Oscar nods shine spotlight on short films

Fri Feb 20, 2009 3:54pm EST
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By Nichola Groom

LOS ANGELES (Reuters) - Short films have quietly been picking up Oscars since the 1930s, but this often overlooked art form is enjoying a boom these days thanks to the rise of online video sites that have drawn in young viewers.

At the 81st Academy Awards on Sunday, animated, live action and documentary films under 40 minutes will again be recognized by Hollywood, albeit below the radar of many viewers.

Most film fans will want to see whether "Slumdog Millionaire" takes home the top prize for best film, and if Mickey Rourke can beat out Sean Penn for the best actor statue, among top honors that will be given out.

Still, makers of short films say the genre has made big inroads with audiences in recent years, especially among the YouTube generation.

"Short films are essential to the Academy because that's where their future audience is, more even than features," said Carter Pilcher, chief executive of London-based short film company Shorts International. "If you talk to somebody who is 18 or 22, short films are kind of what they are used to."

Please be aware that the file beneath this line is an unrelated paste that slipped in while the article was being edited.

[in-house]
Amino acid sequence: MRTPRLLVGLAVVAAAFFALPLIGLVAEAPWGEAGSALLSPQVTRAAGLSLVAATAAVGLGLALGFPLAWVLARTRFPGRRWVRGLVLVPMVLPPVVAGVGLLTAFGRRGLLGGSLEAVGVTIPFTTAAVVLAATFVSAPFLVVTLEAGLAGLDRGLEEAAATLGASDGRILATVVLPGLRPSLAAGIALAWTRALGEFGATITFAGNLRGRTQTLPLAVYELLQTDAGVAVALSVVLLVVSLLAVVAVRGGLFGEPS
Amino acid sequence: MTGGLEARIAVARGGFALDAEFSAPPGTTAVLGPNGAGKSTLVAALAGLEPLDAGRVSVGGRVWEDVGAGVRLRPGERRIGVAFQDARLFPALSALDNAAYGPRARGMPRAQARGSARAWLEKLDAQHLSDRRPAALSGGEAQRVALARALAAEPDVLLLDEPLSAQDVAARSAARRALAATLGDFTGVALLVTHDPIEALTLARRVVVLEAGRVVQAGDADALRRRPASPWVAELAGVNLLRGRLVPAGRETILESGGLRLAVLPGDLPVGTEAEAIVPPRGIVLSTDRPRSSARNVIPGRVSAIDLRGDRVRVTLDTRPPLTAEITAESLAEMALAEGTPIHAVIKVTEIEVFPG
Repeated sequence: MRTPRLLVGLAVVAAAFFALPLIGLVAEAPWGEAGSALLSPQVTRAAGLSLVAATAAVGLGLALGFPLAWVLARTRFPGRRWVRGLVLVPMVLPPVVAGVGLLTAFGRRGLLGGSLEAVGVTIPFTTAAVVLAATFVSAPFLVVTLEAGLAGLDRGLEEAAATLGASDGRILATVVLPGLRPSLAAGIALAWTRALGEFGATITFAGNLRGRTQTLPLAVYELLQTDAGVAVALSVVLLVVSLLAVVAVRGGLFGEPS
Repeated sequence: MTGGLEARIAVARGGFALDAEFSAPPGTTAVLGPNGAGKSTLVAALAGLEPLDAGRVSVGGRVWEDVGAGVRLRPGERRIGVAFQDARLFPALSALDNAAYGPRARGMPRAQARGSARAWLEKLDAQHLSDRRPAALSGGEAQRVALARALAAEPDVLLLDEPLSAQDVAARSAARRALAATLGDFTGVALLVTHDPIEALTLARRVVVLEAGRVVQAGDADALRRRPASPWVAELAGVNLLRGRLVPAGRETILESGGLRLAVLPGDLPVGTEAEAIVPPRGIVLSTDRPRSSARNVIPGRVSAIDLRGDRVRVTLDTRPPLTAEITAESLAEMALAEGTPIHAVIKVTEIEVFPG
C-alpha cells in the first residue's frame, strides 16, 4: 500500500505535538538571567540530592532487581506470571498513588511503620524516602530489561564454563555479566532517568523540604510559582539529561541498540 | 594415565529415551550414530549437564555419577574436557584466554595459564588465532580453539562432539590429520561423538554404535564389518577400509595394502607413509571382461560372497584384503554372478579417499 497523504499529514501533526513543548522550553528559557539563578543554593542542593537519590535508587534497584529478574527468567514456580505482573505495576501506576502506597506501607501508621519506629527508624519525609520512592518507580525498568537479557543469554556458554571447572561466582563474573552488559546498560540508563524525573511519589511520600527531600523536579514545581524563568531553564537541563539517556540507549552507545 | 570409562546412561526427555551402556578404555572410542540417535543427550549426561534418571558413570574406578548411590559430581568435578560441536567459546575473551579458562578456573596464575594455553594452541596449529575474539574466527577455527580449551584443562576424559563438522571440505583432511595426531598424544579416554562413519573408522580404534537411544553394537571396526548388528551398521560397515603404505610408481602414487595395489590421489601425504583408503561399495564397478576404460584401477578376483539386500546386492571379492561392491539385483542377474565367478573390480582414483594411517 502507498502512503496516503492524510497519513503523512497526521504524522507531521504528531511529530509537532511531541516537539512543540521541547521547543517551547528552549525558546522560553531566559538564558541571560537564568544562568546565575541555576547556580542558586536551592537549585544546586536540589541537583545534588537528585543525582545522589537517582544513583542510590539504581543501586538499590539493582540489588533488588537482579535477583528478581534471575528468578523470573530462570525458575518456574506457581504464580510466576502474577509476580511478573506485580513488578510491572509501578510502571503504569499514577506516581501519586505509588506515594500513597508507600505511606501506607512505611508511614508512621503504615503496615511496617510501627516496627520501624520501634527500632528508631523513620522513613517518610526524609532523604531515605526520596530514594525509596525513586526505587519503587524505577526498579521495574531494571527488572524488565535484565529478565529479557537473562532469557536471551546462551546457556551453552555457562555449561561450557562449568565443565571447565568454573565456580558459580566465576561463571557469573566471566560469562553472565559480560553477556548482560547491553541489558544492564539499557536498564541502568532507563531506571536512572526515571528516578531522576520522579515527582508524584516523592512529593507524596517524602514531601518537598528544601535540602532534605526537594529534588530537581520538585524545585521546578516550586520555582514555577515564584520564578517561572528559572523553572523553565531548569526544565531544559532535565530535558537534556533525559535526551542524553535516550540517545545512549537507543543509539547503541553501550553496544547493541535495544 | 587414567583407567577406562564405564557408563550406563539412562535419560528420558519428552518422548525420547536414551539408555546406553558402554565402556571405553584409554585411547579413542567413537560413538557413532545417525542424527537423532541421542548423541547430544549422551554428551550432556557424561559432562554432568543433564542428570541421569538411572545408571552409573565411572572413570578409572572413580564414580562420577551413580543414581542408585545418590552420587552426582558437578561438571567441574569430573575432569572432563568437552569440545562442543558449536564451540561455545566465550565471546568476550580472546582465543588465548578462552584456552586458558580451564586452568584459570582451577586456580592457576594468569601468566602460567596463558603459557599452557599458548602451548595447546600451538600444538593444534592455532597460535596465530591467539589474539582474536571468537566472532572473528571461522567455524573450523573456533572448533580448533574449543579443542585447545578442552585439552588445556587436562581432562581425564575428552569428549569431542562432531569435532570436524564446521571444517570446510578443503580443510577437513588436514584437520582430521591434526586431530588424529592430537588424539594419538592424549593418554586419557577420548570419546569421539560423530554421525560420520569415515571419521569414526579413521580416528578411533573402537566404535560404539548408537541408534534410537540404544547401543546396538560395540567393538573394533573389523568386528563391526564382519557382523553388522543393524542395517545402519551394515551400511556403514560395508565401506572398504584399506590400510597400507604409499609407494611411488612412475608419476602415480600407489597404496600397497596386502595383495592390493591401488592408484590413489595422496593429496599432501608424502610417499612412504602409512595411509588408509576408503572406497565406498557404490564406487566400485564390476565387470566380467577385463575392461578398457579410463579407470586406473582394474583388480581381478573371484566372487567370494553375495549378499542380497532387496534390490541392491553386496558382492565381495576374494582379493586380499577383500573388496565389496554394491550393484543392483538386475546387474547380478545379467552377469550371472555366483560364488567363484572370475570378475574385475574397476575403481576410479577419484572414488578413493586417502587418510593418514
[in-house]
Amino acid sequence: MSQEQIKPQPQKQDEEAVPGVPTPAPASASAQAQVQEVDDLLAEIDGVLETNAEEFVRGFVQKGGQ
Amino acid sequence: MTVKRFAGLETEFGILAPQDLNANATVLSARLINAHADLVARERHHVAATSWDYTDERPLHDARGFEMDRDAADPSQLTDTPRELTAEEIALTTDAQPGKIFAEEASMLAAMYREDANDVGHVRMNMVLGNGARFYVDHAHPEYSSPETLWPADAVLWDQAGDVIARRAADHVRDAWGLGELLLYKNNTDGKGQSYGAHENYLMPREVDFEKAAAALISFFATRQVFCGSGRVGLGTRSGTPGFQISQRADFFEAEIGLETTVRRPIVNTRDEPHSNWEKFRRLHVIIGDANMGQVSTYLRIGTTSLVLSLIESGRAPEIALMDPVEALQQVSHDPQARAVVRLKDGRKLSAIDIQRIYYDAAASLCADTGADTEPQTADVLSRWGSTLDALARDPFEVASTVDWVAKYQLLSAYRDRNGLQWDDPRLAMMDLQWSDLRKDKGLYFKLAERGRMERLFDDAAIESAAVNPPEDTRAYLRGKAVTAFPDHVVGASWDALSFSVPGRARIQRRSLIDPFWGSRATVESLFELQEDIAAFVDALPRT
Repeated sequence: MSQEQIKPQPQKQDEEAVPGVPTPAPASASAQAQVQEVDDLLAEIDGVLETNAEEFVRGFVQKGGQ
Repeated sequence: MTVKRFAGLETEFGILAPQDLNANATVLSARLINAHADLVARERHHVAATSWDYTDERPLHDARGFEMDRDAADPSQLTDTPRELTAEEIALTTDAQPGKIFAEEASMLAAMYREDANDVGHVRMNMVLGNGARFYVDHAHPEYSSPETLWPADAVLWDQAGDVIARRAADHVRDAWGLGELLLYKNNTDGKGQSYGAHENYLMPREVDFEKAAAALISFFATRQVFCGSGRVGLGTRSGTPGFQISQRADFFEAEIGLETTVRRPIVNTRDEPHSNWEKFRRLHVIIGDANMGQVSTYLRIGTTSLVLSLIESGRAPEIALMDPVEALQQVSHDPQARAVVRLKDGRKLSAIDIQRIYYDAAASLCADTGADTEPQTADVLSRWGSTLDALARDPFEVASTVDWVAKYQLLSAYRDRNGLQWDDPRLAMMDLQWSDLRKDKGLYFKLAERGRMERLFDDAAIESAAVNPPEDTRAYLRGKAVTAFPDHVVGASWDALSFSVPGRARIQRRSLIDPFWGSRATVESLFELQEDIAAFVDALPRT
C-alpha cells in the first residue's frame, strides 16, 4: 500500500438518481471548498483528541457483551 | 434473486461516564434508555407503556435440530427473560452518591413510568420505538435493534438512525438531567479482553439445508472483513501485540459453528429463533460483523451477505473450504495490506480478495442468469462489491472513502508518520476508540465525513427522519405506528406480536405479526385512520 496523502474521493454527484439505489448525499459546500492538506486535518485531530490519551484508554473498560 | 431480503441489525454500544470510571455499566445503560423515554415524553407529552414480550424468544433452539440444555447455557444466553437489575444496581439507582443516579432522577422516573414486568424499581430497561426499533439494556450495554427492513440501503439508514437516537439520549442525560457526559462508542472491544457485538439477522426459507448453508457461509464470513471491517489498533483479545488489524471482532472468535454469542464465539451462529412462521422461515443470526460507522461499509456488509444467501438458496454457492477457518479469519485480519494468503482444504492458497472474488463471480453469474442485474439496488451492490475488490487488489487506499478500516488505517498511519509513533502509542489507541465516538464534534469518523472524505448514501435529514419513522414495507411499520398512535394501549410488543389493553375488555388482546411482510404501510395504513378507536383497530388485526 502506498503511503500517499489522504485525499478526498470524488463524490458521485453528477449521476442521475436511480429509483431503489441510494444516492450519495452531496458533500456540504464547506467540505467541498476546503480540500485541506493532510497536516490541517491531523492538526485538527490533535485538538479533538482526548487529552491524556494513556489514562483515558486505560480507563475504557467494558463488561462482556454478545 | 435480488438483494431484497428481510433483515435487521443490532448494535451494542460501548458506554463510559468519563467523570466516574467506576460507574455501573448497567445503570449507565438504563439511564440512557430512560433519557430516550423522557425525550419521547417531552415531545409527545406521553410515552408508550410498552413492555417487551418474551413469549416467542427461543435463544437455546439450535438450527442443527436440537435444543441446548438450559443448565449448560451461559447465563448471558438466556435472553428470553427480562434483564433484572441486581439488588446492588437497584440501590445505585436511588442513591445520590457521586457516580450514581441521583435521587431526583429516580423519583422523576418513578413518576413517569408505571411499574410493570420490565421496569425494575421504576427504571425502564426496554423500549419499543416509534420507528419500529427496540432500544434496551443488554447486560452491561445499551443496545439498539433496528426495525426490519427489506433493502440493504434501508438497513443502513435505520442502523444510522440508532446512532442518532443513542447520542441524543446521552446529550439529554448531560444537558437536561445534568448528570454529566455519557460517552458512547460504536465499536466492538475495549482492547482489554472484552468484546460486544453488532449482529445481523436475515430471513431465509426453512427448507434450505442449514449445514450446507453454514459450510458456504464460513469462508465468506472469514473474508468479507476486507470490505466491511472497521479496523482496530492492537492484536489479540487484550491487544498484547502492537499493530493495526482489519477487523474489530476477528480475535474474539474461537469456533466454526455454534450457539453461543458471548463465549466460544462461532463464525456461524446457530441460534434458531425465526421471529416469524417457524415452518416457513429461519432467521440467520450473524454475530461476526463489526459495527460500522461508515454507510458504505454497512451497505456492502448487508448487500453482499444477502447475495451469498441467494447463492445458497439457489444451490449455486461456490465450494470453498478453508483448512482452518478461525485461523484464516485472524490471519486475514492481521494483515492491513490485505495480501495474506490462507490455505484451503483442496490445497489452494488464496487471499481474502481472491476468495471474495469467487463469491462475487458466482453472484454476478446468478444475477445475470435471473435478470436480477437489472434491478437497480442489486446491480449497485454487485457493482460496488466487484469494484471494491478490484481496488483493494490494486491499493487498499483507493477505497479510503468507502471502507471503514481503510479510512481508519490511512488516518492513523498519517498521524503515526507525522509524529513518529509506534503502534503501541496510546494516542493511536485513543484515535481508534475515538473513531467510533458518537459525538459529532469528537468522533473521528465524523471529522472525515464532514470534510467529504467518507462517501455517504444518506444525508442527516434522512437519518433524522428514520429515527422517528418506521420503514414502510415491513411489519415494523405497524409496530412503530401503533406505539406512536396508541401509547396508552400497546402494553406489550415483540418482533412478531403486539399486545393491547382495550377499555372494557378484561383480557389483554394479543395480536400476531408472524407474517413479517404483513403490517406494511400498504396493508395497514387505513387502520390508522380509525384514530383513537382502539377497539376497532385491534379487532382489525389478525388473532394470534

In the last three years, viewership of Oscar-nominated animated and live action shorts has surged 223 percent a year, Pilcher added. Currently, they can be seen in 112 U.S. movie theaters and also downloaded on iTunes for $1.99 each.

For the filmmakers themselves, short films' inclusion at the Oscars, and the buzz they generate, is critical to supporting up-and-coming artists with small budgets but a lot of creative drive.


<p>Nominees for live action short films Dorte Hogh, director of the Danish film "The Pig", Jochen Alexander Freydank, director and producer of the German film "Spielzeugland", Tamara Anghie and Steph Green, producer and director of the Irish film "New Boy", Reto Caffi, director of the Swiss-German film "Auf der Strecke", and Tivi Magnusson, producer of "The Pig", (L-R) pose for photographs at the 81st Academy Awards Shorts! reception and screening at the Academy of Motion Picture Arts and Sciences in Beverly Hills, California February 17, 2009. REUTERS/Phil McCarten</p>